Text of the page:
The boy who turned into a girl
by Vidya Panicker

The name
scribbled on the blue slip of paper,
rolled in to a cylinder
and hung from a nail on the wall
of the prayer room at home
was a boy’s

and for me — the girl in the cradle

they truncated
and feminized
and crushed
and squeezed
and pinched it

turning it into names which sounded
awkward to the ears
and looked ugly
on the birth form
announcing my arrival

Meanwhile, I was
‘the girl’,
‘the little one’,
‘the nuisance’
‘the child’
‘the thing that wails’
and so on.

After a month and half
of my nameless existence,
they burned the blue slip,
opened the book with a thousand names
of the mother Goddess,
chose the best
and whispered it in my left ear

three times.

AUTHOR’S NOTE ON THE PHOTOGRAPH: This photo was taken a few months ago in the common room for doctoral students at my institute (I am living up to my name, which means education).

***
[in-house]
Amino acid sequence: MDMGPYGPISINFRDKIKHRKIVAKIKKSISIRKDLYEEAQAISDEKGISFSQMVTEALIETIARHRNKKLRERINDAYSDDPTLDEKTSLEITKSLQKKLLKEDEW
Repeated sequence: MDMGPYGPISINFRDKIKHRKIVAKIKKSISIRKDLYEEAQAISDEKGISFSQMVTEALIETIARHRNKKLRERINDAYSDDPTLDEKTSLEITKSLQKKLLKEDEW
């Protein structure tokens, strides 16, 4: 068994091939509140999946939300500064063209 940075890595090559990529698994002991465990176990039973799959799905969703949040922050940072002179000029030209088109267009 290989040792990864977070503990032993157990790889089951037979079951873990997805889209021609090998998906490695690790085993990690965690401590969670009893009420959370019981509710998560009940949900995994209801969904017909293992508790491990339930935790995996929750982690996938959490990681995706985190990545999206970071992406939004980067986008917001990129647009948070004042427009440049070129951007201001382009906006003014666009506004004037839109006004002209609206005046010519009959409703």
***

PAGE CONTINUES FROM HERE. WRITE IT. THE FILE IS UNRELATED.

NOTE FROM THE AUTHOR: My paternal grandmother was the only person in the family who longed for a male child. For the others, including my parents, the gender of the child was largely immaterial. Granny’s dreams for a grandson came true once my brother was born four years later, and thus the intended name found an owner too.

ABOUT THE AUTHOR: Based in the God’s own country of Kerala, India, Vidya Panicker’s poems have appeared in The Feminist Review, So to speak, Shot glass journal, One sentence poetry, Three line poetry, Aberration Labyrinth, Bangalore Review, 4and20 poetry, and others.